For your holiday viewing pleasure


If you’re looking for a horror movie to watch during this holiday season, then let me recommend Black Christmas (1974), one of the most overlooked slasher movies that preceded Halloween but established a lot of the techniques that John Carpenter used in his much-acclaimed film.

The premise of Black Christmas is quite simple. Directed by Bob Clark, the Canadian horror flick focuses on a group of sorority sisters who are a tormented by anonymous phone calls that put them on edge when all they want to do is make plans for their holiday break. The film is loosely based on the urban legend of a killer who torments a babysitter and tells her to “check on the children,” and it is based on murders that occurred in Montreal.

So what makes Black Christmas different than other slasher films? For one, it predates the slasher wave that started in the late 1970s and peaked in the 1980s. It is generally a more innovative and unsettling film compared to all of the Friday the 13th, Nightmare on Elm Street, and Halloween sequels, too. Black Christmas is a film heavy on atmosphere, from the location of the house to the squeal of violins in the soundtrack. The sorority sisters are picked off one by one, but the gore is never gratuitous. More unsettling than the deaths are the unnerving phone calls that follow.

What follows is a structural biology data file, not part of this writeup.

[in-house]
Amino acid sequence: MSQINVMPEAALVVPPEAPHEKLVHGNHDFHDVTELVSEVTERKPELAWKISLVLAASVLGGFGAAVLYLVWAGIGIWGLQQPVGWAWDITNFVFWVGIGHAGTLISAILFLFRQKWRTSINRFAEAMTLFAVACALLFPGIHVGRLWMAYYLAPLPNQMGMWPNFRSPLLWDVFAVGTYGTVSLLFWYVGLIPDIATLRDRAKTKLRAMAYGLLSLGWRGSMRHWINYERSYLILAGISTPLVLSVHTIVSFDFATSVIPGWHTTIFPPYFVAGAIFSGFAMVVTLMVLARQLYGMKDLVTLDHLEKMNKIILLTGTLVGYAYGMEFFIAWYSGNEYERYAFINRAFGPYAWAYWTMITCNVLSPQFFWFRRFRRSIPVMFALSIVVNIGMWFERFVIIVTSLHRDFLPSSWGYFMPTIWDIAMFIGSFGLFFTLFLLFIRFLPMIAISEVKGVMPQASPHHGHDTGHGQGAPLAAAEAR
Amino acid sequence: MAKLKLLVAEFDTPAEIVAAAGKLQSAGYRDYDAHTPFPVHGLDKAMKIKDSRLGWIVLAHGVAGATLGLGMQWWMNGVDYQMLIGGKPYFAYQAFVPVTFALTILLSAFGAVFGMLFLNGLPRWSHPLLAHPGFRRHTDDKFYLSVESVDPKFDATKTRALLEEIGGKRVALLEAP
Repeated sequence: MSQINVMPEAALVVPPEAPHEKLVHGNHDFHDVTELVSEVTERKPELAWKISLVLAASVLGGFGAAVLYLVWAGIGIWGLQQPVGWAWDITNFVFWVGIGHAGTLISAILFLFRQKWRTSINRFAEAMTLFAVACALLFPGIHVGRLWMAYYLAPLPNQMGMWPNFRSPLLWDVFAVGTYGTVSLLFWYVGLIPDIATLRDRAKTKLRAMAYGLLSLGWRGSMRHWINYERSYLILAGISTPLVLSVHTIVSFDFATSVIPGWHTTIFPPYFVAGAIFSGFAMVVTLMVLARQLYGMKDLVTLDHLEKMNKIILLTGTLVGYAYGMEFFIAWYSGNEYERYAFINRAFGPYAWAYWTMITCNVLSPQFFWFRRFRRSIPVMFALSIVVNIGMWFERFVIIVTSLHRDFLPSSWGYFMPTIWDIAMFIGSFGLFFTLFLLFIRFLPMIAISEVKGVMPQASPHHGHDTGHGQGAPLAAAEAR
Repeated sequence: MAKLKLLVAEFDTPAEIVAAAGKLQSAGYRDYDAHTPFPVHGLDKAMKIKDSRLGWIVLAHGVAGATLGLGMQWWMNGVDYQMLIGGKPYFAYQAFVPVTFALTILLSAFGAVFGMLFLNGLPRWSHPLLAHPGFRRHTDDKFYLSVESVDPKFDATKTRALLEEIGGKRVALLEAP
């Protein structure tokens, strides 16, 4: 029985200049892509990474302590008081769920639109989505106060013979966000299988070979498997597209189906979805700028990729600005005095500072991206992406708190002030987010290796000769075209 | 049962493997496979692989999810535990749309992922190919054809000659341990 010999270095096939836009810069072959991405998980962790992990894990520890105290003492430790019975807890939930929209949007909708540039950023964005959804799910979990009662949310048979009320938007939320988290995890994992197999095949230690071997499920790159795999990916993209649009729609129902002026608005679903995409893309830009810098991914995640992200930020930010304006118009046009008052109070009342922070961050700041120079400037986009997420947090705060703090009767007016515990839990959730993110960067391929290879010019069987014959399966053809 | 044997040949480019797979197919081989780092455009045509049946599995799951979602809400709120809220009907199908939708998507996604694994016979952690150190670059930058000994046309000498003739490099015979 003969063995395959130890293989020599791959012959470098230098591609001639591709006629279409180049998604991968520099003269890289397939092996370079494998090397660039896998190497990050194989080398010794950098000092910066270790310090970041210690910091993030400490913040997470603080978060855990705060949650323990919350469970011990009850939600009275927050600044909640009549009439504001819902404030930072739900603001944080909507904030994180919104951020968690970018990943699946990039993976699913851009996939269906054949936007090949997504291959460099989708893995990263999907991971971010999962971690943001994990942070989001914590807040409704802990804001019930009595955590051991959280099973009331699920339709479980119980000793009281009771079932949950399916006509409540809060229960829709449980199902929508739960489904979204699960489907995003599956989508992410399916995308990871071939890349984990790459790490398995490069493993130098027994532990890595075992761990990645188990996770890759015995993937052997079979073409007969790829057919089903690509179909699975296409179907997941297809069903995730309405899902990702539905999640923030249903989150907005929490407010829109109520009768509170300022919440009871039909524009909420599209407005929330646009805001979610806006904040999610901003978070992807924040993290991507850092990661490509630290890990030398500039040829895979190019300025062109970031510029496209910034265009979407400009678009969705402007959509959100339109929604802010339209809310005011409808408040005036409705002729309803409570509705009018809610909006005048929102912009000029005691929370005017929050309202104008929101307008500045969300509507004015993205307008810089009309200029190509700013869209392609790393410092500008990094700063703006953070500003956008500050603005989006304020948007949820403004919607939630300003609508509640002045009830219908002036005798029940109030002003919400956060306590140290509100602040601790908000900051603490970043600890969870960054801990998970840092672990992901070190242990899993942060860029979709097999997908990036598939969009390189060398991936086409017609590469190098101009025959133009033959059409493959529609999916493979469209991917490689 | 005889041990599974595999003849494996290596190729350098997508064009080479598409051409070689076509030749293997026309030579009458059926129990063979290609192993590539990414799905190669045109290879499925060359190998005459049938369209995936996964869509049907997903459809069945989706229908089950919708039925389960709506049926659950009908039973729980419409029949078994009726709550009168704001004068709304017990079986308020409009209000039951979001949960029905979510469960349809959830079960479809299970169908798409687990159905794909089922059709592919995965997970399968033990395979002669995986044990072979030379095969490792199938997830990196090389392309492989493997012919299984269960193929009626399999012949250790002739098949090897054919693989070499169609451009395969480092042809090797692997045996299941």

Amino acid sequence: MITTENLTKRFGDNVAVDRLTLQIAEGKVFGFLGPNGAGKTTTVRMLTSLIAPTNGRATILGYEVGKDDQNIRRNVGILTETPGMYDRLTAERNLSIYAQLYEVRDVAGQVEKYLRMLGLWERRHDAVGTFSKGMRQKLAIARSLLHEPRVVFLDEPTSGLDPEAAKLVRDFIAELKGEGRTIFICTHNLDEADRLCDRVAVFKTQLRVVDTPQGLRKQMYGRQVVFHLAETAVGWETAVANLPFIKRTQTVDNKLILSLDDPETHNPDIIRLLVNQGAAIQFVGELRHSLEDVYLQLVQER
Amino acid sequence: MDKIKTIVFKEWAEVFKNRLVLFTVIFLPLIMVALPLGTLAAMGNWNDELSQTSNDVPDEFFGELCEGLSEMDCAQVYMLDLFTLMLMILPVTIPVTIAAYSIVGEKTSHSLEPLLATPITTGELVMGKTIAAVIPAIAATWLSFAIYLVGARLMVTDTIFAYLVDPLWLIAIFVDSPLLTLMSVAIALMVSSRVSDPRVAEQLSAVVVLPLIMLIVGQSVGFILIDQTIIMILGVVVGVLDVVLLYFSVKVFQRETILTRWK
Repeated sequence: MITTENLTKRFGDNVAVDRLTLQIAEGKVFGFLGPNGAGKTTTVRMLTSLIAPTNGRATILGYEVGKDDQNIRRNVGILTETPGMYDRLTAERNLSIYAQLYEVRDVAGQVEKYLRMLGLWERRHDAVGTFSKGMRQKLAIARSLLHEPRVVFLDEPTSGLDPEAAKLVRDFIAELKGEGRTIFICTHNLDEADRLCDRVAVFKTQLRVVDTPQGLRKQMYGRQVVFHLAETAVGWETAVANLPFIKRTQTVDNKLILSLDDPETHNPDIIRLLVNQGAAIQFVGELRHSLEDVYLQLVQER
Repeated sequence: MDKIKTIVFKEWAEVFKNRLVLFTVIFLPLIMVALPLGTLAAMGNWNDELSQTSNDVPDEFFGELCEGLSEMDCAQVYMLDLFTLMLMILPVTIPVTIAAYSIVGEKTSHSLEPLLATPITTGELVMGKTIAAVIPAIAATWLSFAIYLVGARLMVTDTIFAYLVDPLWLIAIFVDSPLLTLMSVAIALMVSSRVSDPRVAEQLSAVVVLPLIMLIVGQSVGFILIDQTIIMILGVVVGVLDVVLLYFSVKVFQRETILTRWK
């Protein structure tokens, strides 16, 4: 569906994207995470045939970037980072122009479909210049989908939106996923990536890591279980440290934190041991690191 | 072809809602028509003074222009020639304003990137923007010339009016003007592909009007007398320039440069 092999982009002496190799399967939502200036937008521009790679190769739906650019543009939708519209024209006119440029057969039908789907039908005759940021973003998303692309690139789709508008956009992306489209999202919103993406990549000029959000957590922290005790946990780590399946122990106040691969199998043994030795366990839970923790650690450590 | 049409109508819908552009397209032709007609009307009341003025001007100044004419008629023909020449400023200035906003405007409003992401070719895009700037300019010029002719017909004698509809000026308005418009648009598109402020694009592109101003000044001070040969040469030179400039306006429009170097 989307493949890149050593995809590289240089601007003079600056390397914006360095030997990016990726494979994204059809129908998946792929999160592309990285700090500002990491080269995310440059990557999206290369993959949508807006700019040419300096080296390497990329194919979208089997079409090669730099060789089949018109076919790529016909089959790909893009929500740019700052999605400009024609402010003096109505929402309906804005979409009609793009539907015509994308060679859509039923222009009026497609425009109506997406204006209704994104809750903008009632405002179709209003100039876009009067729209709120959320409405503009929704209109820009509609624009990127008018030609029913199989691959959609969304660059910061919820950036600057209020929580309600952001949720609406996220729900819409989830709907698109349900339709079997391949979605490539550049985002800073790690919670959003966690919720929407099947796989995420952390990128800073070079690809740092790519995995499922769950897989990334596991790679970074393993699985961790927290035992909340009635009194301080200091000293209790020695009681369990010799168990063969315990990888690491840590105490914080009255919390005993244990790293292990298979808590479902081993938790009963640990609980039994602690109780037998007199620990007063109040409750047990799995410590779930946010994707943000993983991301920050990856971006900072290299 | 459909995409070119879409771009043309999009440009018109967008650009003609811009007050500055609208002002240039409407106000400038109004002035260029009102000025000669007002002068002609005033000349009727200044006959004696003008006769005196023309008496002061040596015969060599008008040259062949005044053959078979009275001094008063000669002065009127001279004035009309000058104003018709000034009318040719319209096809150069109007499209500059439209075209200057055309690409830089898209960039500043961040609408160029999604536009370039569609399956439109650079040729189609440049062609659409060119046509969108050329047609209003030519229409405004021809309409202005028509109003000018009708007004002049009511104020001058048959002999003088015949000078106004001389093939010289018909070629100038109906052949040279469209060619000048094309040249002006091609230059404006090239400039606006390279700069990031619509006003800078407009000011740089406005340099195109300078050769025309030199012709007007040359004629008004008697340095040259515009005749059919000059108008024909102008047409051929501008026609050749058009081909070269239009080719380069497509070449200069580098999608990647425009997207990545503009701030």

The film also established the technique of creating a point of view from the killer’s perspective, which has been used countless times since, most notably in John Carpenter’s Halloween, which opens with a shot from a young Michael Myers’ POV, as he is about to murder his older sister, Judith. Carpenter uses this technique several times throughout the film, as Michael stalks Laurie Strode (Jaimee Lee Curtis) and her friends.

If you’re looking for a horror movie this holiday season, then check out Black Christmas. The film still holds up well and is generally creepy, especially its conclusion. It plays on the worst fears of every babysitter, and it is a lot more original than the nauseating slasher wave that followed.

If you have any Christmas horror movie recommendations, feel free to share!



About Brian Fanelli

I'm a poet, teacher, music junkie and much more. My first chapbook of poems, Front Man, was published in 2010 by Big Table Publishing. My full-length book of poems, All That Remains, was published in 2013 by Unbound Content. My latest book, Waiting for the Dead to Speak, was published in the fall of 2016 by NYQ Books. My work has also been published by The Los Angeles Times, World Literature Today, Harpur Palate, Boston Literary Magazine, Kentucky Review, Verse Daily, Spillway, Portland Review, and several other publications. My poetry has also been featured on "The Writer's Almanac" with Garrison Keillor. Currently, I teach English full-time at Lackawanna College.
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